To have a real chance of securing the loan you want, you would have to make at least $15,000 monthly. Let’s assume you make $13,000 a month, which would put your ratio at 38 percent. If you moonlight delivering pizzas 20 hours a week at minimum wage plus tips, figuring an average $2 tip per $20 order while delivering two orders per hour, that’s roughly $230 extra per week. If you take leftover pizza home for dinner, that will save you roughly $50 monthly on your food costs. Now, your ratio is 35 percent. At the very worst, those 3 percent show the lender that you are at least making an effort to control your debt.
While you’re cleaning up credit reports, lowering debt, and increasing income, you also should avoid any “hard” checks of your credit. Each such check reduces your FICO® score by a few points. In the grand scheme of things, these few points won’t matter much, but when you’re looking for a good credit loan, those “few points” could push you into the territory of a bad credit loan, which you want to avoid if at all possible. Everyone knows that mortgages, car loans, and credit card applications result in hard checks. Some may not realize, however, that opening a new cell phone account or trying to rent an apartment might also result in such “hard” checks.
Aside from lowering your score, “hard” checks one after the other might send a message to a lender that you are a bigger risk than that lender would like. Before applying for your loan, it’s a good idea to avoid any “hard” checks for at least six months.
When you’re finally ready to apply for the loan, be reasonable and realistic about which lenders to ask. If you see something for an almost “too-good-to-be-true” interest rate, it is likely a lender that caters to people with sterling credit, high incomes, and very low risk: in other words, the people who “don’t actually need the money.” If you have only been able to raise your credit score to 650 or so, it would be a waste of time to ask that lender for a loan. Further, it would result in a “hard” check against your credit, which could hurt your chances with other, more reasonable lenders.
It would be a good idea to speak with us prior to applying for the loan. You could ask, “OK, here is what I owe, my FICO® score, and the steps I have both taken and plan to take to improve my situation. What are my chances of getting this loan?” Then, if things don’t look favorable, you can ask, “What else can I do to improve my chances?” It is important to note, too, that if you have great credit and apply to a lender that deals with people with bad credit, you will be approved but at a much higher interest rate than you would be with a lender that is better-suite to your credit level. We’ll let you know the skinny when we first speak.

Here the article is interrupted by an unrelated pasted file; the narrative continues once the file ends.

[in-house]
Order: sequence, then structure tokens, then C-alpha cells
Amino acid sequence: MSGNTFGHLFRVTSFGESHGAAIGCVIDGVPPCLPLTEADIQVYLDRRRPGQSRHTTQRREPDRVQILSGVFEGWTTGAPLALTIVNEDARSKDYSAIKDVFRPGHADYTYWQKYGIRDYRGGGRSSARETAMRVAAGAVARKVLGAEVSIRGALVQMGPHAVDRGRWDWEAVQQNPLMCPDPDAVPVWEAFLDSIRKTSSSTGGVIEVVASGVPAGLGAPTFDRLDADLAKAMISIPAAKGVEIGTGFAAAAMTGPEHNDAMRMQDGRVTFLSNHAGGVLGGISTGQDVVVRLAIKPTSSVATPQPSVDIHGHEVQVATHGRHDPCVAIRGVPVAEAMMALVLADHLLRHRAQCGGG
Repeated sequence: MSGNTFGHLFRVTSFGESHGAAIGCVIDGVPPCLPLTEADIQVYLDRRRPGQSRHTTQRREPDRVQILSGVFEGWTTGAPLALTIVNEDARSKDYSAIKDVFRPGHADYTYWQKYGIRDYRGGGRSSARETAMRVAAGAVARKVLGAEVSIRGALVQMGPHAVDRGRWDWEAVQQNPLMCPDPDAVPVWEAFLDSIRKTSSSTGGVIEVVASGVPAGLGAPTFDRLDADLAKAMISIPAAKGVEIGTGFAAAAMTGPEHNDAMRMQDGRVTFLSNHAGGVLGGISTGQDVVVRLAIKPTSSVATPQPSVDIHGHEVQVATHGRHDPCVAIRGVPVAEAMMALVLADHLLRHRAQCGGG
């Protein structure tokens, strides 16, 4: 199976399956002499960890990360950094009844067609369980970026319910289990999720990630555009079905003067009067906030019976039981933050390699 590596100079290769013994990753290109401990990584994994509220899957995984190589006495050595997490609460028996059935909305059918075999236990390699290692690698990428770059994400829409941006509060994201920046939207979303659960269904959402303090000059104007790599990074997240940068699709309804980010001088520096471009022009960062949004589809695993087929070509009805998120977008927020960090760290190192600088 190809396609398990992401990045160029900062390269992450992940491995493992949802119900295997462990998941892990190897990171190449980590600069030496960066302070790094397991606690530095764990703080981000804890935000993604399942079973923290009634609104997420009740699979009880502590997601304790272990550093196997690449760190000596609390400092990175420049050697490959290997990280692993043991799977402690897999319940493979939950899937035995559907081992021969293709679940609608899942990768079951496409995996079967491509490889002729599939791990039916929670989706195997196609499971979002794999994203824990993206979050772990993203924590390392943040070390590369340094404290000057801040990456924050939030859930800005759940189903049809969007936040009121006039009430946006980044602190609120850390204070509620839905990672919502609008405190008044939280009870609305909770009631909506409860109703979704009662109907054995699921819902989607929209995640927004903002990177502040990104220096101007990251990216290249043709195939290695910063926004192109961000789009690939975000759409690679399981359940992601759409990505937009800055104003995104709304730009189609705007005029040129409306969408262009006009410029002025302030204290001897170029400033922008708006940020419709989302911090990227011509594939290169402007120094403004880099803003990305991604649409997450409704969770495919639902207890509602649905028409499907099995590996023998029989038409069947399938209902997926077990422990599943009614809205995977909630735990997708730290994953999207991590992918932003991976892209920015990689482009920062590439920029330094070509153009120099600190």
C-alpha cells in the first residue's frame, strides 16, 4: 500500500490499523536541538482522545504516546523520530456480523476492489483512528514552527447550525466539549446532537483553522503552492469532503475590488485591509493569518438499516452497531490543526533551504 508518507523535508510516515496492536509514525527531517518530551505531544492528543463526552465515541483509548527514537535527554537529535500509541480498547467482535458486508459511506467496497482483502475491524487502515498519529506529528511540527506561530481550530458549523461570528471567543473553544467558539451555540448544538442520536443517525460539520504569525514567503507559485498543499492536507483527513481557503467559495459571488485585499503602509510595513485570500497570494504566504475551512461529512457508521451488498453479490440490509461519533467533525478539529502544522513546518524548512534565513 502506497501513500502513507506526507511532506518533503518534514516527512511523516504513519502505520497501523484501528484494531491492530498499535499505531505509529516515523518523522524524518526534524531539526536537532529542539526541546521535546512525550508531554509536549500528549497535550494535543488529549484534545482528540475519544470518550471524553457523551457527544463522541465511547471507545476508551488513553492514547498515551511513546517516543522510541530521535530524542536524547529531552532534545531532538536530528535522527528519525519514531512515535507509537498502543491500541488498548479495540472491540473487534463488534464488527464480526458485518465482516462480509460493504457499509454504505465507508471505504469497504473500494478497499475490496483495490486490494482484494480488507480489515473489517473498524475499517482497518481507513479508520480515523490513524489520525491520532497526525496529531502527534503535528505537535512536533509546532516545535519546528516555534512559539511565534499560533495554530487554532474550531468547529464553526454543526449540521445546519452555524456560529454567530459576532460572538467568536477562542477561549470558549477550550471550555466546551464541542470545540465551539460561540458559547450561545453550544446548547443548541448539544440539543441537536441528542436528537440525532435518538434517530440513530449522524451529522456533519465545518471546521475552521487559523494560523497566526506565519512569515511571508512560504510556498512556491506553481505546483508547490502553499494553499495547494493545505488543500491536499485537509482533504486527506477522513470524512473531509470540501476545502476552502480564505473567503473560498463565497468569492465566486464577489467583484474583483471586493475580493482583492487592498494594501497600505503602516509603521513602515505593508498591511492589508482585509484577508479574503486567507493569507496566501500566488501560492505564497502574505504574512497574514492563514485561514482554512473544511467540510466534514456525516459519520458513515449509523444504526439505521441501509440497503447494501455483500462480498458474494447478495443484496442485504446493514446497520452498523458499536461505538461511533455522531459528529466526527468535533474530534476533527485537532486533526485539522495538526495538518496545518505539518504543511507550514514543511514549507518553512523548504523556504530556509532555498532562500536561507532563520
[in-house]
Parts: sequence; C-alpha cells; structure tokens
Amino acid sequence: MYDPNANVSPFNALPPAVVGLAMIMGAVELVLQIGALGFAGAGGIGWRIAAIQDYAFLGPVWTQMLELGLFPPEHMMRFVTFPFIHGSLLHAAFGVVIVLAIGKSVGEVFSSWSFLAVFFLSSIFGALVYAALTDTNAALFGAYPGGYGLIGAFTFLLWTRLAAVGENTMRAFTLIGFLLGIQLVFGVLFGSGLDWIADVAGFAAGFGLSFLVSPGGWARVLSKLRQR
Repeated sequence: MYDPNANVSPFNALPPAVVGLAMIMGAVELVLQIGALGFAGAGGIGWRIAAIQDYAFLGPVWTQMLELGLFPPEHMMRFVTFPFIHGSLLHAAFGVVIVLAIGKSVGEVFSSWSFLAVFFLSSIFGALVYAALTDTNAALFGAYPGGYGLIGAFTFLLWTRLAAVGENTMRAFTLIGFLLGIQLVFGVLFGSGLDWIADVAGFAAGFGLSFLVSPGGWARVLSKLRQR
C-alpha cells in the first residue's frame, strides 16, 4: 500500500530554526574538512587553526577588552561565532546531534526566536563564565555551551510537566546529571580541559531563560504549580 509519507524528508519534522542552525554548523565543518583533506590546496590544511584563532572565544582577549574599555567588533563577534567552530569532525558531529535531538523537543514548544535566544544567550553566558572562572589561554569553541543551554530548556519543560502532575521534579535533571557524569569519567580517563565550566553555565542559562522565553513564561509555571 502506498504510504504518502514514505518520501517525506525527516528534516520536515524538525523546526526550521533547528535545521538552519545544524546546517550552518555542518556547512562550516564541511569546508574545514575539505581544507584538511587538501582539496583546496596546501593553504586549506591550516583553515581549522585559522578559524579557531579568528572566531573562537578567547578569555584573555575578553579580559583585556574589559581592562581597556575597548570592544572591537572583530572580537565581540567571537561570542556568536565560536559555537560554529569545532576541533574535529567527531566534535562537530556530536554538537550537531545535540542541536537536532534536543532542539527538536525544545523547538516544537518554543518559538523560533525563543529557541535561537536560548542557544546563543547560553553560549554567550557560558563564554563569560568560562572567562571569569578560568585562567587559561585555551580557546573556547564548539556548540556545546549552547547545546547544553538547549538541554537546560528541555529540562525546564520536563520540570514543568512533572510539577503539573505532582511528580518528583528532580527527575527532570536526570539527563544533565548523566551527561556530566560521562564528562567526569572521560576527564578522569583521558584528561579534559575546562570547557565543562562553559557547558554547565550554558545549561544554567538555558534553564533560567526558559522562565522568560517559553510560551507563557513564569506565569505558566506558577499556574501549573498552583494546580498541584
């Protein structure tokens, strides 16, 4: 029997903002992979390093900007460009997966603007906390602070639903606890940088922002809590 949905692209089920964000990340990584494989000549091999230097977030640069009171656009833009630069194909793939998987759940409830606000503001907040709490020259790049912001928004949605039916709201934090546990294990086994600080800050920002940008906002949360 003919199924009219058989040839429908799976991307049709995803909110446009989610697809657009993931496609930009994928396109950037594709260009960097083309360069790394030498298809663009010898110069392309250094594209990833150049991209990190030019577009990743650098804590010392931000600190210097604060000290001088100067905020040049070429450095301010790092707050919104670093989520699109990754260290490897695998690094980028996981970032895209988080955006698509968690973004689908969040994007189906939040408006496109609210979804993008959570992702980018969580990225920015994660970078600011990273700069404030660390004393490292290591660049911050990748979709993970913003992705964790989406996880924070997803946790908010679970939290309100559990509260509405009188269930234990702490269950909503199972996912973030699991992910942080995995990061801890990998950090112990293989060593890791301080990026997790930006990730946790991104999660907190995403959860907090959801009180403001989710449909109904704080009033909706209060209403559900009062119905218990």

Your situation, despite your best efforts, may not be conducive to receiving the loan you need or want. In these situations, it’s probably best to apply with a cosigner. Applying with a cosigner requires a great deal of two-way trust. In short, you are making the monthly payments on a loan that used the cosigner’s credit. If you miss payments, the cosigner is responsible for them. If you default, both your credit and that of the cosigner will suffer the hit. For these reasons, if you have to go the route of applying with a cosigner, it’s best to hash out plenty of details beforehand so that there are no surprises afterward.
Before applying, you should also make sure that you meet the employment requirements. Some lenders ask that you be at your job for a certain amount of time before they will say, “Yes,” to a loan. That could be 90 days, six months, a year, or any other amount of time. It pays to ask the lender before asking and getting a “hard” check on your credit when the lender was never planning on saying, “Yes,” in the first place.
The next thing to figure out is how much to request. That might seem obvious, but many people ask for far too much. For example, if you want to get the loan to buy something that costs $25,000, ask for $25,000 and not one dollar more. Asking for more than you need looks risky to lenders, and it creates larger payments on your part because of not only the larger principal than expected but also because you might have a higher interest rate because of the higher risk seen by the lender. You also don’t want to ask for a loan for something frivolous. You might have exceptional credit, a solid source of income, and no other outstanding debts of note, but if you ask for a loan to buy 5,000 cases of Rice-a-Roni or some such off-the-wall item, the lender is very likely to say, “No!”
The last step on your journey toward receiving a personal loan is to check everything. Make sure that:
•Your application is fully completed and that there are no errors.
•You proofread any letters or other documentation so that they are likewise error-free.
•You have fulfilled all the obligations required by the lender.
Doing all of these steps will not guarantee that you will be approved for your loan. “Checking all the boxes,” as it were, will give you the best chance, however. In summation, those steps are:
•Clean up your credit report if possible.
•Pay down your debt and decrease your debt-to-income ratio.
•Avoid “hard” credit checks for at least six months prior to applying for the loan.
•Pick a lender that is compatible with your situation.
•Secure a cosigner if necessary.
•Ensure you meet the work requirements.
•Ask only for what you need and nothing more.
•Be sure that the loan is for something the lender will find reasonable.
•Proofread, check, and double check all documents, letters, and statements to ensure completeness and accuracy.
When you’re ready to take the plunge and ask for the loan you need, we can help you through the process. Give us a call at your earliest convenience and set up an appointment.